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View Poll Results: Which revolver should I buy
S&W m1917 5 29.41%
S&W m1917 Brazilian Contract 12 70.59%
Voters: 17. You may not vote on this poll

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Old March 12, 2013, 05:10 PM   #1
moach57
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S&W m1917 vs S&W m1917 Brazilian Order

I am currently trying to decide which model m1917 to save up for and buy. The S&W m1917 came around when the U.S joined WW1. The government realized that they would not be able to produce enough 1911 for the war effort. So they turned to the two top civilian revolver makers: S&W and Colt. Some of the requirements were that the guns had to be in 45 acp and that they had to have 5.5 inch barrels. S&W and colt simply modified existing models to meet these requirements. The S&W version of the m1917 is a very sturdy and well liked gun. Over 150,000 were made by S&W for WW1. In 1937 the Brazilian government ordered 25,000 of these weapons to use for their military and police. Another order was placed around 1946. On the market today the Brazilian gun is cheaper than the original WW1 gun. Please voice your opinion because I need help deciding which to get!
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Old March 12, 2013, 05:31 PM   #2
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S&W is offering a M22 1917 in the Classic guns.

http://www.smith-wesson.com/webapp/w...layErrorView_Y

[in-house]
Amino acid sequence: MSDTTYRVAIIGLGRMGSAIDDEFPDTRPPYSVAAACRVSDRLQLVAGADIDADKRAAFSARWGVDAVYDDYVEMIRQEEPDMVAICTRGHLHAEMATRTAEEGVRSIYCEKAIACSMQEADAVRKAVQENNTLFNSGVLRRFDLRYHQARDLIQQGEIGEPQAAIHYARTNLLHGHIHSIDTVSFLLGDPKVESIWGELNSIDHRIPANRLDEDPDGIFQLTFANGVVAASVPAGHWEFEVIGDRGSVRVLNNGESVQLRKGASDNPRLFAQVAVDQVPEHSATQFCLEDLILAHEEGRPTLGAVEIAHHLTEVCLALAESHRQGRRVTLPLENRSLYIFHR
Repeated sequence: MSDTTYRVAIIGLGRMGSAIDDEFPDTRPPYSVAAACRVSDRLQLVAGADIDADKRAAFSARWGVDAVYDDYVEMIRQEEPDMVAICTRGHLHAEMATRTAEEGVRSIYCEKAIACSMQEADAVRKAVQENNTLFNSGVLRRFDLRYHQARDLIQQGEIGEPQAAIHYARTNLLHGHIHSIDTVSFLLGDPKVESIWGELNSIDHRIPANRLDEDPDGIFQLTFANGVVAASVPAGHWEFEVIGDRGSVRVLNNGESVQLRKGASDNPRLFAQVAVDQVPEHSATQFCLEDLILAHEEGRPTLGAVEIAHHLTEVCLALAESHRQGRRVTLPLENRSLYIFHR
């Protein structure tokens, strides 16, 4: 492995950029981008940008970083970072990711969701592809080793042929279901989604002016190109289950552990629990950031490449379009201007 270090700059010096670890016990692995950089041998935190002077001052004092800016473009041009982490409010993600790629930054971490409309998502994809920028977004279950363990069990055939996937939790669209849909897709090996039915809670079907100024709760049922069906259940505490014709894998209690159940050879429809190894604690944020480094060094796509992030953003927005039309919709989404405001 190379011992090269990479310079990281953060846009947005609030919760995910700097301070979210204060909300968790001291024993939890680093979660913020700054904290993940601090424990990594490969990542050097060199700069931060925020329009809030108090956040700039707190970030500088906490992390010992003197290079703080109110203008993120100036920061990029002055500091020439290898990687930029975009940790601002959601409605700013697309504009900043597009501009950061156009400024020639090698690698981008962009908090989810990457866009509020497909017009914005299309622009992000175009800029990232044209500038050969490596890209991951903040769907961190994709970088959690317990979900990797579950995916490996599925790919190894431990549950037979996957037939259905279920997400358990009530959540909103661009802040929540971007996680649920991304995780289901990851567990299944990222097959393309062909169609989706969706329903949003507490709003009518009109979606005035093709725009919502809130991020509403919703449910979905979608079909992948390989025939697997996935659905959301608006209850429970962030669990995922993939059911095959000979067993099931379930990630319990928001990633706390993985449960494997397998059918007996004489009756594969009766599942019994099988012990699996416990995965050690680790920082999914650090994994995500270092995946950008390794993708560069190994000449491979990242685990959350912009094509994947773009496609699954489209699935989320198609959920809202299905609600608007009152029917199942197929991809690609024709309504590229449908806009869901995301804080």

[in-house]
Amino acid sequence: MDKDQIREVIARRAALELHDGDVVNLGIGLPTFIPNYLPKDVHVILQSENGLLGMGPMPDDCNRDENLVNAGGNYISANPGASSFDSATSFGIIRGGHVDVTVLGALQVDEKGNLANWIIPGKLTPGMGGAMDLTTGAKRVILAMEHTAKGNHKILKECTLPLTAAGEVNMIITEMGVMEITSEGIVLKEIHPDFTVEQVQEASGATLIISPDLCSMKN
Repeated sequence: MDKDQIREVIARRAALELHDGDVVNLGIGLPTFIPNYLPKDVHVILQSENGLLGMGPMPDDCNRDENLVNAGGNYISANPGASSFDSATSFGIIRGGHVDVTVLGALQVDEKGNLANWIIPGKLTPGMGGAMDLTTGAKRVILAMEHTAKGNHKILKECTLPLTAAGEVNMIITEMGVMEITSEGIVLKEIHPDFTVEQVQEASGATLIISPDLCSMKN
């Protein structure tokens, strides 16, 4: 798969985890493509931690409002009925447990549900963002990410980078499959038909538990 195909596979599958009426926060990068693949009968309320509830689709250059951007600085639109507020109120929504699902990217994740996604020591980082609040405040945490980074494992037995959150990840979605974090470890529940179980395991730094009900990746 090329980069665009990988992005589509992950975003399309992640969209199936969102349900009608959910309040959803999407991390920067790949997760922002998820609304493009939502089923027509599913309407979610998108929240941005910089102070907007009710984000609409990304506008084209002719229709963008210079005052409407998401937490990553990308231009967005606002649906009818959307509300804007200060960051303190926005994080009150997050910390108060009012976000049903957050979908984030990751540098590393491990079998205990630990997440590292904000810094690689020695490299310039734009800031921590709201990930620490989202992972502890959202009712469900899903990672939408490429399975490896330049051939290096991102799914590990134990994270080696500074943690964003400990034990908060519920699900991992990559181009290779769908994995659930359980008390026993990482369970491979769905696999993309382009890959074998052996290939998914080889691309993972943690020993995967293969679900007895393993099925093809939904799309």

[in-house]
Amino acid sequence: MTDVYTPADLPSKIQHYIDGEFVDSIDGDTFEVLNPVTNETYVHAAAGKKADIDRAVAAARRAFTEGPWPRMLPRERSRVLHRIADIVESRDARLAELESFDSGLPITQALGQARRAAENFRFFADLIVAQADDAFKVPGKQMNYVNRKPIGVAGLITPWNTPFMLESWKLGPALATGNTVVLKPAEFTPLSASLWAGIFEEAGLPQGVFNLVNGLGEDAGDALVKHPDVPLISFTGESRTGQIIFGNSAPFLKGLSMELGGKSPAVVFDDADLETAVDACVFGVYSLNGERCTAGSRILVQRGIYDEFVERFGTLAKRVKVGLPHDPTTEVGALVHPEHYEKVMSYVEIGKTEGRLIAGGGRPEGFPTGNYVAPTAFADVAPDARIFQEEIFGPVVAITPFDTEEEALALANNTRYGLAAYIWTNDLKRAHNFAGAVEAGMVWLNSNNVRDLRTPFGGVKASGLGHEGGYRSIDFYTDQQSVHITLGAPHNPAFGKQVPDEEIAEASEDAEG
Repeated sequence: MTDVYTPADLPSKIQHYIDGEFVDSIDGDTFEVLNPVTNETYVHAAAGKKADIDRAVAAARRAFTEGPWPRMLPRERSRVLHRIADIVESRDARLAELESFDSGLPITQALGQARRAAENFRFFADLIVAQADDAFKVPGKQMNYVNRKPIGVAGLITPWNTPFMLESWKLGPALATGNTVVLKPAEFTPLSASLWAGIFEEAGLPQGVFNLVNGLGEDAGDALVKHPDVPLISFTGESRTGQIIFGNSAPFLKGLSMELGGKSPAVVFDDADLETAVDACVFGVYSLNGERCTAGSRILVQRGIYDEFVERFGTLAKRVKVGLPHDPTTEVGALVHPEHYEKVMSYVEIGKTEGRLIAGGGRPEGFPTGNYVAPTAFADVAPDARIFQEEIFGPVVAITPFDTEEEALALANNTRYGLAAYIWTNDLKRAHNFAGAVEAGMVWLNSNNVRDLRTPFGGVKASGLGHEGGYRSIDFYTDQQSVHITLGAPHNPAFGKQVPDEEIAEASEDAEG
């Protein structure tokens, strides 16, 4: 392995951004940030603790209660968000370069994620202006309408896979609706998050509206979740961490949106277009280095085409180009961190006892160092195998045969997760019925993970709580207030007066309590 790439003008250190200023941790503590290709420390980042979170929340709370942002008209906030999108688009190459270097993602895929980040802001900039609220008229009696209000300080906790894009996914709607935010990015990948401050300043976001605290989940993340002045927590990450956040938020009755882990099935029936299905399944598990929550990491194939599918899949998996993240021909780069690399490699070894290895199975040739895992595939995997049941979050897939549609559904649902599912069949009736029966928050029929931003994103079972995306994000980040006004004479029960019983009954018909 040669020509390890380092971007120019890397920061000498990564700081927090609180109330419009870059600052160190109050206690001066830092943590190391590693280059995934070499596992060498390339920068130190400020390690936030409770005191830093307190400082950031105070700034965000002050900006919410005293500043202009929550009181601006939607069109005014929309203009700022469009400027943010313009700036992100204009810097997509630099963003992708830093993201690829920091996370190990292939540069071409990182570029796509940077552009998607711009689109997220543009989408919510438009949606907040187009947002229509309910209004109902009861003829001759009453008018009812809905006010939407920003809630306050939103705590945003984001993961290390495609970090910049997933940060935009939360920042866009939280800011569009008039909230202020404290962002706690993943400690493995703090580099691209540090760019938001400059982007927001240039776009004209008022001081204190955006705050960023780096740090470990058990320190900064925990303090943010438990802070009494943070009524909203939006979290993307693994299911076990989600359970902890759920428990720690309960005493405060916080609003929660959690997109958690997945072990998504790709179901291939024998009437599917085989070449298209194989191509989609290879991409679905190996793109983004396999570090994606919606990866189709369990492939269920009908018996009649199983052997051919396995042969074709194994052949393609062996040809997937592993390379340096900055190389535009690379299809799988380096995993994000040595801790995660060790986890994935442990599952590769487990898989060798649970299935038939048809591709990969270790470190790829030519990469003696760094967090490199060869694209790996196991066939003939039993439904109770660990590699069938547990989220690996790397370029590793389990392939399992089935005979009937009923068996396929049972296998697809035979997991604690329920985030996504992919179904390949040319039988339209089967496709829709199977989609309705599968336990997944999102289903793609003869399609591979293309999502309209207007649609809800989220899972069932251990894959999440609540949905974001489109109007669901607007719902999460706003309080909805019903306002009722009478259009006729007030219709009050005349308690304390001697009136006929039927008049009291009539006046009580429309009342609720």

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Old March 12, 2013, 05:33 PM   #3
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Between Tweedledum and Tweedledee? Many, if not all, of the first order Brazilian guns were made using M1917 frames and other parts S&W bought back from the Army. The Brazilian contract guns use the checkered grips put on S&W commercial N frames of the 1937 period. The only functional difference is that the Brazilian guns have a hammer block safety (the second S&W type, not the latest), where the U.S. Model 1917 does not.

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Old March 12, 2013, 05:36 PM   #4
Sarge
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For a shooter, my preference would be for the Brazilian. I recall reading that the heat treatment on the 37's was better than on the earlier guns.
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Old March 12, 2013, 05:59 PM   #5
moach57
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Also I believe the i have heard that the Brazilians actually have slightly different and better sights.
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Old March 13, 2013, 08:06 AM   #6
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Basically the same pistol. The US Govt. models are usually in better condition and will be a better financial investment, but the Brazilian-contract guns are usually cheaper and have proven to be great shooters.
Your choice.
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Old March 13, 2013, 09:33 AM   #7
Bob Wright
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Are you speaking of a US marked M1917, or a commercial model? If you are looking for a M1950 you've got the best of all. The Model 1950 Army was the latest .45 ACP and has the short action.

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Old March 13, 2013, 09:45 AM   #8
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I voted for a US 1917. They will do better going up in value. For shooting purposes, both would be the same, but since you cannot predict the future, I suggest buying the more marketable, more sought after 1917 aka the US marked one, so that if you ever had to sell, someone would actually want it. There are a ton of those Brazilian guns around, and their history is not near as interesting as a S&W 1917. Now of course, many S&W 1917s never made it to WWI, and went to the post office (believe it or not) who then released them years later. If you shop around enough, the price difference will not be all that much either.